Jesus speaks explicitly of rewards of rulership in His parables (Matthew 25:13-30). There will certainly be other rewards and responsibilities in the Kingdom of God. There will be eternity to explore in ways we cannot remotely imagine at this time. Rulership rewards are connected to the amount of responsibility involved. We will be kings and priests. Priests seem to imply a possible responsibility corresponding to the pattern pictured by the temple in Israel, especially applicable during the one thousand-year millennium of Christ’s rule over the earth prior to the "new heavens and new earth" (Revelation 20:4; 21:1-6).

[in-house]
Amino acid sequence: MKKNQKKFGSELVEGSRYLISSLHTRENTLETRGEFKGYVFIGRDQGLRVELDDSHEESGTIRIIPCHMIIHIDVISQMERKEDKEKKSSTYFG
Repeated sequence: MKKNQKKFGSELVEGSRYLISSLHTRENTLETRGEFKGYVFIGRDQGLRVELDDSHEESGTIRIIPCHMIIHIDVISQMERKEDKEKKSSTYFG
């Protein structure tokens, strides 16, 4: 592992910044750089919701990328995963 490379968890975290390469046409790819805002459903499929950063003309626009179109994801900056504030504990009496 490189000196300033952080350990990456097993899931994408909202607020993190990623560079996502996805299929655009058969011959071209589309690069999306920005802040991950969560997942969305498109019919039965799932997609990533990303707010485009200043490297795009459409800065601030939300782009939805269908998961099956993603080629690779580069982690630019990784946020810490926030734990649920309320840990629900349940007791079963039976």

In our lives now, Jesus Christ has positioned all of us to use our bodies, led by the Holy Spirit, to glorify Him in a two-fold responsibility (Luke 19:13-25). First we are to grow and bear fruit unto righteousness personally. This is the bottom-line purpose for the grace that has been extended to all of us. We are given "grace to grow" up into Christ in every way (2 Peter 3:18). Secondly, we are placed where we are by grace to serve and influence others for Him. These are the "works" that he has created beforehand for us to walk in them (Ephesians 2:4-10). It does not matter what others think about where, how, or in what He has placed us. Even the smallest deed done by Jesus in us will be rewarded (Mark 9:41). There will be special rewards for those who bear different types of crosses (Matthew 5:11-12). There are rewards for doing good in secret, and withdrawal of rewards because of a vain show of them (Matthew 6:2). Christ does not see as man sees, as was discovered concerning David. If you belong to Jesus, if the Holy Spirit dwells in you, you have a divine appointment for which you must give account to Him. We must consider these things seriously, but not fearfully - at least with man’s kind of fear. We will not be of much service to Him if there is no awe of Him before our eyes. One major aspect of our accounting to Jesus must surely be, did we glorify God through our bodies - whatever it may be (1 Corinthians 6:20). If we are to enjoy God forever, we will glorify Him forever. We cannot enjoy God focused upon ourselves. We lose ourselves in Him, then there can be eternal joy and peace. Are we doing this while in our physical bodies...?